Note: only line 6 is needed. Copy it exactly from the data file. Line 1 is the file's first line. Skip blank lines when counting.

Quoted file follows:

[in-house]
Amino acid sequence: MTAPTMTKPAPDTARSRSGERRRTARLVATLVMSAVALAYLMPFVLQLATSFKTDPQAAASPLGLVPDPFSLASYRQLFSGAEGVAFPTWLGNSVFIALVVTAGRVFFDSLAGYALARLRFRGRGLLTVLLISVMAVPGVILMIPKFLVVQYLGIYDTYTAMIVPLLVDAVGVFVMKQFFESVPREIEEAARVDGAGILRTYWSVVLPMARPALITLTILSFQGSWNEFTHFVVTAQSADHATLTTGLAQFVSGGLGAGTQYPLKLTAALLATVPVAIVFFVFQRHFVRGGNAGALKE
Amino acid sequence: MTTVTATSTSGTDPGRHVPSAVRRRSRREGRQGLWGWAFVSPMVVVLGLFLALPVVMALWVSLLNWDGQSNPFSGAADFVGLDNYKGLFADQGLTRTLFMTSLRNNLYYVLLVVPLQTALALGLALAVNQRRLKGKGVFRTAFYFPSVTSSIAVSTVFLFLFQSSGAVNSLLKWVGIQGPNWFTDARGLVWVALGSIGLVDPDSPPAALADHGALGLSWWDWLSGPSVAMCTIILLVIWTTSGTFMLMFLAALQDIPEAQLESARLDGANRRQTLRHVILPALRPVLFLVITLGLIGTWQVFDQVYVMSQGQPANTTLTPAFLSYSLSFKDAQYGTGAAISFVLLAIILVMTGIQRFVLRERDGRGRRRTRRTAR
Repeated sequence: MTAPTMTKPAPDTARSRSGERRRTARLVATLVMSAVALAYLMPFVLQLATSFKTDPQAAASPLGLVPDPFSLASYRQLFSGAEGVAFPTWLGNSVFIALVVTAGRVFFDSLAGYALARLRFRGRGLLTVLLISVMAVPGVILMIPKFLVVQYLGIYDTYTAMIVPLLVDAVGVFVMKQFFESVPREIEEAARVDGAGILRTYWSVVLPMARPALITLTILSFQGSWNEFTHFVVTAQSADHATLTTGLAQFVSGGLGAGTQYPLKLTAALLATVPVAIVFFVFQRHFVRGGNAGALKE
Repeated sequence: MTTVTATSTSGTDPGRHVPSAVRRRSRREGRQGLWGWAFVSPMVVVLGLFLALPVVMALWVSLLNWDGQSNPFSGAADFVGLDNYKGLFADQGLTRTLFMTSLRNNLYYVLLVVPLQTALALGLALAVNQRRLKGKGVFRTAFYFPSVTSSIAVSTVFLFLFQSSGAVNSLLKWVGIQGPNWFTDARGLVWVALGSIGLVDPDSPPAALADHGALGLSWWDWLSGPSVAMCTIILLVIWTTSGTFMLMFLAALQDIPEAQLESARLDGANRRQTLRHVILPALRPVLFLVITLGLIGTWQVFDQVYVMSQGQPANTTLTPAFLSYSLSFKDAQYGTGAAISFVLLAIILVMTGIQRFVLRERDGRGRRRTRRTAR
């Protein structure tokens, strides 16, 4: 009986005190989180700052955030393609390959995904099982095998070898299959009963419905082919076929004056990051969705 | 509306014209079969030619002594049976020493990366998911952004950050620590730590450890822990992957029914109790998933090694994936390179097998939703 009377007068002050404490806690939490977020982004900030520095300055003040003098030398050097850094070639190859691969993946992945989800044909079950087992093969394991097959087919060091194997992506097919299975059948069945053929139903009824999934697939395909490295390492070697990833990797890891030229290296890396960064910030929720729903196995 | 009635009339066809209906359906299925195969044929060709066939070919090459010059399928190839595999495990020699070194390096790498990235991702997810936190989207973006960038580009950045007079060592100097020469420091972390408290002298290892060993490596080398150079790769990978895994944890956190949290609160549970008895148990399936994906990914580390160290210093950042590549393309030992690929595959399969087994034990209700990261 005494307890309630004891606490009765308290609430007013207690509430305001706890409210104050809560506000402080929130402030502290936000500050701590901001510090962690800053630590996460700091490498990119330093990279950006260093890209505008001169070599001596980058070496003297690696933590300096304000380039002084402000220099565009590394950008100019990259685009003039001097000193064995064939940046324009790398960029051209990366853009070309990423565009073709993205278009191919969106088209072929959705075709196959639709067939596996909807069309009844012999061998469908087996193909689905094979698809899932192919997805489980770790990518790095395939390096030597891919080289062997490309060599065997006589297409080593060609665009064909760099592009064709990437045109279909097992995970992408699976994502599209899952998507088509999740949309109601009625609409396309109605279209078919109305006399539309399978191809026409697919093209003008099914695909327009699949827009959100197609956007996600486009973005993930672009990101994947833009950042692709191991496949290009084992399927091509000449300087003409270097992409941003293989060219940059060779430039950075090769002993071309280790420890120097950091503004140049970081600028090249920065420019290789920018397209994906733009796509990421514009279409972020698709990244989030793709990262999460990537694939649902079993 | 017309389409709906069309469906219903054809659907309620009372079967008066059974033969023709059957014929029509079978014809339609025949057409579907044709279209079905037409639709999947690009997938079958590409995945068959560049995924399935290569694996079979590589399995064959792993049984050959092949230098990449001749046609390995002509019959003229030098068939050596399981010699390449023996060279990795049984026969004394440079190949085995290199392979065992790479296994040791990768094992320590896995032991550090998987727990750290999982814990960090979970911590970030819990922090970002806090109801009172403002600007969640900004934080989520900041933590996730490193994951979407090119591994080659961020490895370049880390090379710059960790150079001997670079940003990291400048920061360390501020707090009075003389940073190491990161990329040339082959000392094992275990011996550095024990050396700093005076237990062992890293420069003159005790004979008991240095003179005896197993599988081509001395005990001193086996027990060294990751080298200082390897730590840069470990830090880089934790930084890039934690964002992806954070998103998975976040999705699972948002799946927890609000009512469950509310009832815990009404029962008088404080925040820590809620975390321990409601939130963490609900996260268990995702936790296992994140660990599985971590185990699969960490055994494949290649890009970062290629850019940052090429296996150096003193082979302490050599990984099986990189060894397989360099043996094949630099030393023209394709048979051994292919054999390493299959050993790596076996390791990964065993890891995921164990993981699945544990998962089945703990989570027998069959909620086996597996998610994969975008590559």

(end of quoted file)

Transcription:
């Protein structure tokens, strides 16, 4: 009986005190989180700052955030393609390959995904099982095998070898299959009963419905082919076929004056990051969705 | 509306014209079969030619002594049976020493990366998911952004950050620590730590450890822990992957029914109790998933090694994936390179097998939703 009377007068002050404490806690939490977020982004900030520095300055003040003098030398050097850094070639190859691969993946992945989800044909079950087992093969394991097959087919060091194997992506097919299975059948069945053929139903009824999934697939395909490295390492070697990833990797890891030229290296890396960064910030929720729903196995 | 009635009339066809209906359906299925195969044929060709066939070919090459010059399928190839595999495990020699070194390096790498990235991702997810936190989207973006960038580009950045007079060592100097020469420091972390408290002298290892060993490596080398150079790769990978895994944890956190949290609160549970008895148990399936994906990914580390160290210093950042590549393309030992690929595959399969087994034990209700990261 005494307890309630004891606490009765308290609430007013207690509430305001706890409210104050809560506000402080929130402030502290936000500050701590901001510090962690800053630590996460700091490498990119330093990279950006260093890209505008001169070599001596980058070496003297690696933590300096304000380039002084402000220099565009590394950008100019990259685009003039001097000193064995064939940046324009790398960029051209990366853009070309990423565009073709993205278009191919969106088209072929959705075709196959639709067939596996909807069309009844012999061998469908087996193909689905094979698809899932192919997805489980770790990518790095395939390096030597891919080289062997490309060599065997006589297409080593060609665009064909760099592009064709990437045109279909097992995970992408699976994502599209899952998507088509999740949309109601009625609409396309109605279209078919109305006399539309399978191809026409697919093209003008099914695909327009699949827009959100197609956007996600486009973005993930672009990101994947833009950042692709191991496949290009084992399927091509000449300087003409270097992409941003293989060219940059060779430039950075090769002993071309280790420890120097950091503004140049970081600028090249920065420019290789920018397209994906733009796509990421514009279409972020698709990244989030793709990262999460990537694939649902079993 | 017309389409709906069309469906219903054809659907309620009372079967008066059974033969023709059957014929029509079978014809339609025949057409579907044709279209079905037409639709999947690009997938079958590409995945068959560049995924399935290569694996079979590589399995064959792993049984050959092949230098990449001749046609390995002509019959003229030098068939050596399981010699390449023996060279990795049984026969004394440079190949085995290199392979065992790479296994040791990768094992320590896995032991550090998987727990750290999982814990960090979970911590970030819990922090970002806090109801009172403002600007969640900004934080989520900041933590996730490193994951979407090119591994080659961020490895370049880390090379710059960790150079001997670079940003990291400048920061360390501020707090009075003389940073190491990161990329040339082959000392094992275990011996550095024990050396700093005076237990062992890293420069003159005790004979008991240095003179005896197993599988081509001395005990001193086996027990060294990751080298200082390897730590840069470990830090880089934790930084890039934690964002992806954070998103998975976040999705699972948002799946927890609000009512469950509310009832815990009404029962008088404080925040820590809620975390321990409601939130963490609900996260268990995702936790296992994140660990599985971590185990699969960490055994494949290649890009970062290629850019940052090429296996150096003193082979302490050599990984099986990189060894397989360099043996094949630099030393023209394709048979051994292919054999390493299959050993790596076996390791990964065993890891995921164990993981699945544990998962089945703990989570027998069959909620086996597996998610994969975008590559």